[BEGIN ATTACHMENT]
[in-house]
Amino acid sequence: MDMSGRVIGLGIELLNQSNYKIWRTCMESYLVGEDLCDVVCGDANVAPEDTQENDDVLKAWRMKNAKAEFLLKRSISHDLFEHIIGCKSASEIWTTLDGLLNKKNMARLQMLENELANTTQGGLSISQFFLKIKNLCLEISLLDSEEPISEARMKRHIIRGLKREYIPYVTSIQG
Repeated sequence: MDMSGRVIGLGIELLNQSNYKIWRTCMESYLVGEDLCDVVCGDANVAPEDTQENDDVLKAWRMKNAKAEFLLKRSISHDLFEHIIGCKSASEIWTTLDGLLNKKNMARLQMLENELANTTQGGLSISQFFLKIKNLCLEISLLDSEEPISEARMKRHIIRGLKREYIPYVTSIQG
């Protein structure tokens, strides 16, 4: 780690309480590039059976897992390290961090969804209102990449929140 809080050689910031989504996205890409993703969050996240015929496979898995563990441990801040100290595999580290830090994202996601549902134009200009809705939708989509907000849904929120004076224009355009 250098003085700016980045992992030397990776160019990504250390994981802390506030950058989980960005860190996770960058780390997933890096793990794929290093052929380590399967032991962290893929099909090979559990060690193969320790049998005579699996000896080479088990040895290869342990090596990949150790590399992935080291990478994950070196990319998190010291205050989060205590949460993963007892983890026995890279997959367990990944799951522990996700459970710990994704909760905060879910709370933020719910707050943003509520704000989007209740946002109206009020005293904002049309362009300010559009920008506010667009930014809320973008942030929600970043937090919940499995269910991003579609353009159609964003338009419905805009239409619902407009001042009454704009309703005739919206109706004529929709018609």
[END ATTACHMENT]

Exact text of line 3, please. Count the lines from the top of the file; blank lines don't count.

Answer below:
Repeated sequence: MDMSGRVIGLGIELLNQSNYKIWRTCMESYLVGEDLCDVVCGDANVAPEDTQENDDVLKAWRMKNAKAEFLLKRSISHDLFEHIIGCKSASEIWTTLDGLLNKKNMARLQMLENELANTTQGGLSISQFFLKIKNLCLEISLLDSEEPISEARMKRHIIRGLKREYIPYVTSIQG